In order for a student to be diagnosed for any disability, there is a process that involves many people that are important in the child’s life. The school must conduct tests that measure the child’s academic success in the classroom, as well as tests that measure IQ (Wechsler Intelligence Scale for Children), work samples, developmental history (usually get this information from the parents), physical exams (vision, hearing etc.), psychological tests, adaptive skills (BASC) and other areas as needed. Testing is usually done by professionals from various disciplines. In order to qualify for special education services under IDEA, the disability must impact the child’s ability to be academically successful (IDEA, 2004).
This is where students with disabilities take an alternate assessment where it is based on alternate achievement standards that coincide with grade-level standards, but have been reduced in complexity, depth, or breadth.
155: Diagnostic assessment in support of student learning highlights the explicit exercise of power. Within this policy framework is the overt role of the teacher in student assessments. Upon careful consideration, the policy points out the parameters of student assessment as it states, “teachers will use their professional judgment…| to determine which assessment tools are utilized]…from the board’s list of pre-approved assessment tools as well as the frequency, and timing of use of the tool” (Ontario Ministry of Education , 2013, p. 1). The explicit exercise of power can be seen through the language of this document, noting that teachers should use their discretion, but at the same time limiting their power by the standards set by the ministry. Exceptions to this policy document are clearly stated, giving allowances for special education assessments such as the Education Quality and Accountability Office (EQAO), the Trends in International Mathematics and Science Study (TIMMS), the Programme for International Student Assessment (PISA), and other national assessment organizations. Moreover, the policy also sets specific guidelines on the selection and criteria of the diagnostic assessment tools used by the teachers. Although the policy speaks directly to teachers and their use of the assessment tools, principals and school board staff all “share a collective responsibility and accountability for student achievement” and learning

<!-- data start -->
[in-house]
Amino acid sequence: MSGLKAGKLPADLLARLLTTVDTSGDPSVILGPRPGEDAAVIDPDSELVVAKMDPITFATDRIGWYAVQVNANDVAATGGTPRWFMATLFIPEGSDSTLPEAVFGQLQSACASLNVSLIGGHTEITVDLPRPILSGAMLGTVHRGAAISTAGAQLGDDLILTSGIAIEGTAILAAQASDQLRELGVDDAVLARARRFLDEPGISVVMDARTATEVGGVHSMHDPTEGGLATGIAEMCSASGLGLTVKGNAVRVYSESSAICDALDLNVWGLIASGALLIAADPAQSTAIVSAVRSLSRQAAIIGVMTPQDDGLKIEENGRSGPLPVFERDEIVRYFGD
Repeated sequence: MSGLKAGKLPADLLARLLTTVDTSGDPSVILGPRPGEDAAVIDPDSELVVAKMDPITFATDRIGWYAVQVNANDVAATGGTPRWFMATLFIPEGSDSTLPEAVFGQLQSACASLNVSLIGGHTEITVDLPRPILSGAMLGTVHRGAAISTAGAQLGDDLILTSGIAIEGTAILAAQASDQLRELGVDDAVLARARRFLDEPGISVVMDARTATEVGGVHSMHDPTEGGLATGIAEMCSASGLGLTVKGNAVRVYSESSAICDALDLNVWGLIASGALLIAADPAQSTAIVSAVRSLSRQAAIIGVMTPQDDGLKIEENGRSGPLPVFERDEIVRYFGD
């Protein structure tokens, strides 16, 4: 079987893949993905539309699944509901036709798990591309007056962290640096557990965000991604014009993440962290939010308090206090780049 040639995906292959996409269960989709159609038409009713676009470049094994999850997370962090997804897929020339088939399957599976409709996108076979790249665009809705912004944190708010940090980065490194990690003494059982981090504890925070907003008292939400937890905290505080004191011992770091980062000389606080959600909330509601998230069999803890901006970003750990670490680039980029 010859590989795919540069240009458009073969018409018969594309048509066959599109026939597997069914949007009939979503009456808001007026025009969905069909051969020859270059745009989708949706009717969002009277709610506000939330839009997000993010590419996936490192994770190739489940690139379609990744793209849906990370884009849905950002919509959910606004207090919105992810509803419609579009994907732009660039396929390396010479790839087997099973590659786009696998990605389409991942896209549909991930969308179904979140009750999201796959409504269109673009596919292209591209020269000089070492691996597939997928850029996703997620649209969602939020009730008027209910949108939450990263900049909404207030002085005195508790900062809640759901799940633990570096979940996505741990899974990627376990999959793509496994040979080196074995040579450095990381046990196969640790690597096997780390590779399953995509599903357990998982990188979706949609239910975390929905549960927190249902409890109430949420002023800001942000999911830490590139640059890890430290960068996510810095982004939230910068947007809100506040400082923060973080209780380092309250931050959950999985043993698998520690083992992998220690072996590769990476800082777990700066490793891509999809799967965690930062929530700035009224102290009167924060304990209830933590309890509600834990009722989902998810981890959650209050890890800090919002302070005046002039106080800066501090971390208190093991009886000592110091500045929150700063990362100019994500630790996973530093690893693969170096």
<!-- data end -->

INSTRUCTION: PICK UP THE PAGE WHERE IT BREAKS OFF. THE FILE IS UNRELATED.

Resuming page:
In 2011, the Pennsylvania Department of Education offered to school districts a new computer adapted test known as the Classroom Diagnostic Tools (CDT) (Pennsylvania Department of Education, n.d.). The CDT is an online, computer-adapted exam that is designed to measure both student strengths and their weaknesses in math, reading, and science so that instruction can be modified to support them (Pennsylvania Department of Education, n.d.). This exam is aligned with the PSSA and the Keystone eligible content (Pennsylvania Department of Education, n.d.). The intent of the CDT is to provide a snapshot on how students are progressing toward Pennsylvania assessment anchors (Data Recognition Corporation, n.d.). The Data Recognition Corporation (DRC) provides the link to the CDT through a web-based server. This server allows school personnel to establish test sessions for students and to read reports documenting student performance on the
In today’s educational environment, all students expect to receive the same level of instruction from schools and all students must meet the same set of standards. Expectations for students with learning disabilities are the same as students without any learning difficulties. It is now unacceptable for schools or teachers to expect less from one segment of students because they have physical disabilities, learning disabilities, discipline problems, or come from poor backgrounds. Standardize testing has resulted in making every student count as much as their peers and the most positive impact has been seen with the lowest ability students. Schools have developed new approaches to reach these previously underserved students while
How is it possible for teachers, school principals, to label students as a disabled and shovel them in special education classrooms, mainly because the students are not responding accurately to traditional standardized testing? Unfortunately, there have been many scenarios’ where students are not being supported with a variety of instructional strategies, and because of this, they are mislabeled and misplaced in special education classrooms.
When I think about teachers that I have had in the past, several different ones come to my mind. Each of these educators stands out in my mind for a variety of diverse reasons. Whether it is their sense of humor, their tactfulness, their love of the subject matter, their fanatical and sporadic behavior, or their yearning to be childish themselves, I can still remember at least one quality of every teacher I have ever encountered. Every one of these teachers conveyed subject material to their students just as they were educated and employed to do. However, I trust that every professional in the world has an abundance of opportunity for improvement; teachers could discover and improve themselves merely by having